Surface Mount International Conference Proceedings


Author: Lisa Rielly
Company: State University of New York
Date Published: 4/28/1997   Conference: Surface Mount International

Abstract: Adhesive deposits are used in mixed technology Printed Circuit Board (PCB) assembly to hold (passive) surface mount components in place on the bottom side of the board during the wave soldering operation. The presence of the adhesive allows for the formation of effective solder joints for both through-hole and surface mount components through wave soldering. The need to deposit adhesive adds to the complexity of the PCB assembly process. An effective process is essential to ensure the proper deposition of adhesive without creating adverse effects such as insufficient adhesive resulting in the possibility of components falling off before/during wave soldering or excessive adhesive resulting in poor solder connections. The adhesive deposition process considered m this research was syringe dispensing. In an effort to improve the accuracy of both the volume and the position of adhesive deposits, thereby increasing the quality of the overall process and product, this technology was extensively studied. The primary objective of this research was to ‘optimize’ the adhesive deposition process used at a PCB assembly facility. To accomplish this, several sub-objectives were determined and fulfilled. First, it was necessary to ‘optimize’ the current machinery used at the facility. To do so, it was necessary to study and quantify the current adhesive dispensing capabilities through the establishment and study of a ‘base case’. The ‘base case’ allowed for parameters of the process to be determined as well as time to understand improve and thus stabilize the use of the adhesive material used. The information gathered from the ‘base case’ was then used to develop a systematic ‘Design of Experiments’(DOE) based strategy to ‘optimize’ the machinery currently used at the facility. Observation of the adhesive deposition process revealed that the independent variables of the process could be divided into machine and program variables. The effects of these variables upon one another was studied. The adhesive dot height and diameter were measured. These dimensions were used to estimate the volume of an adhesive deposit.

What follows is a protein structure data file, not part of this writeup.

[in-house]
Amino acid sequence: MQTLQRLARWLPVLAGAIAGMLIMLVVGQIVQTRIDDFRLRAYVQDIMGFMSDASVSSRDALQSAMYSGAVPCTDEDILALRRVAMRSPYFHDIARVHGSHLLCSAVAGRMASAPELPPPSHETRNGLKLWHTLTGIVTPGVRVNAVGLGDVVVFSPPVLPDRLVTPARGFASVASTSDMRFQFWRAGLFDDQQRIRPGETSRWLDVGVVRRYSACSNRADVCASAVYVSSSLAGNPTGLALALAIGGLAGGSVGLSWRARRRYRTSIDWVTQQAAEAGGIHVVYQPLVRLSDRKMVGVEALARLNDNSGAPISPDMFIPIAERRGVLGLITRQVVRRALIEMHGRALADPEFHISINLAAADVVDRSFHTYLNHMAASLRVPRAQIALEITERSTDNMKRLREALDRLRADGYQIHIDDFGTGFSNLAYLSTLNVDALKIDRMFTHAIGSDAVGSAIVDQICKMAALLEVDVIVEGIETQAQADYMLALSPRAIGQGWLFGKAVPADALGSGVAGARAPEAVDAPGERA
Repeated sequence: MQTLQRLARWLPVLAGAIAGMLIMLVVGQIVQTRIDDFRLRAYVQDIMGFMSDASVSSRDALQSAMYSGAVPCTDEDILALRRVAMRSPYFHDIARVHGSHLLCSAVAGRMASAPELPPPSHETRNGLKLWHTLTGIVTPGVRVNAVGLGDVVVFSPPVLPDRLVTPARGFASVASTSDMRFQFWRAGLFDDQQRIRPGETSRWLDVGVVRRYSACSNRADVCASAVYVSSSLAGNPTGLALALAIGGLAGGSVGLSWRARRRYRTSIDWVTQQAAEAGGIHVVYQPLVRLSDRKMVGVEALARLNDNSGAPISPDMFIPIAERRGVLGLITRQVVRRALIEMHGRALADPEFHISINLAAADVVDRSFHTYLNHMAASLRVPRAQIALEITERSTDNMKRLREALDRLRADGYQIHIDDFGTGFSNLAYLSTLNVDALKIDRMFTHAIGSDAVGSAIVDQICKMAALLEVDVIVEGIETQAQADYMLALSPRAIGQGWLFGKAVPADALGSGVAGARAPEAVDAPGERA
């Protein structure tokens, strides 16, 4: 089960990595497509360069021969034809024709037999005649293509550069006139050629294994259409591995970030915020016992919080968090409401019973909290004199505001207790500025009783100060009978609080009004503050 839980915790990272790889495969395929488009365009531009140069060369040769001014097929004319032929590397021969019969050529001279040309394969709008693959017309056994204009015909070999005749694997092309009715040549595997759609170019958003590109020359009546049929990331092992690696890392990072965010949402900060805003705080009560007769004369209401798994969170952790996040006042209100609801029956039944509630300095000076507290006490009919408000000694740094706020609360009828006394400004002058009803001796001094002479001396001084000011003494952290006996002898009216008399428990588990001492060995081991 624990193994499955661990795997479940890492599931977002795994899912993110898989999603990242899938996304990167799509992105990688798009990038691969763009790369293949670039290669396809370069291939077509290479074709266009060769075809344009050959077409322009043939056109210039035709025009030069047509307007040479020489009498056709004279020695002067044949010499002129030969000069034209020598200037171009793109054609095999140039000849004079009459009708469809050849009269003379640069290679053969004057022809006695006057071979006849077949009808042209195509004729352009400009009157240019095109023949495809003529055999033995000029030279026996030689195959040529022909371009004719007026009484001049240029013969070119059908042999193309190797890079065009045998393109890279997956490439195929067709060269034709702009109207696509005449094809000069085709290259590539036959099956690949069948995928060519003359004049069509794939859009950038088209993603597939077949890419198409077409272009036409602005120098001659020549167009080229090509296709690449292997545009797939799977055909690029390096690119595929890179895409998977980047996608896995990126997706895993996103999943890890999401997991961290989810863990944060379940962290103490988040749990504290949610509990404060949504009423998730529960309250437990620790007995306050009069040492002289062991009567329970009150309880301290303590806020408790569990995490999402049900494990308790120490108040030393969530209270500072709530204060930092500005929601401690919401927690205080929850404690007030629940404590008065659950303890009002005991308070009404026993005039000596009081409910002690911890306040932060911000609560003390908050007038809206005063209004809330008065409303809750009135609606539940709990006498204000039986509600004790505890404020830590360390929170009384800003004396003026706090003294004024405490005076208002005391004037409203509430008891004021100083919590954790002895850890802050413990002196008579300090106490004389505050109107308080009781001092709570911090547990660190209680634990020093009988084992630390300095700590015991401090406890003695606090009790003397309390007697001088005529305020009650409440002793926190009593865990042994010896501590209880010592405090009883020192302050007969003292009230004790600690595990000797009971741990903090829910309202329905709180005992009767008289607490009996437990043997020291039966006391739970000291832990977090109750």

Members download articles for free:

Not a member yet?

What else do you get when you join SMTA? Read about all of the benefits that go along with membership.

Notice: Sharing of articles is restricted to just your immediate work group. Downloaded papers should not be stored on an external network or shared on the internet.


SMTA Headquarters
6600 City West Parkway, Suite 300
Eden Prairie, MN 55344 USA

Phone +1 952.920.7682
Fax +1 952.926.1819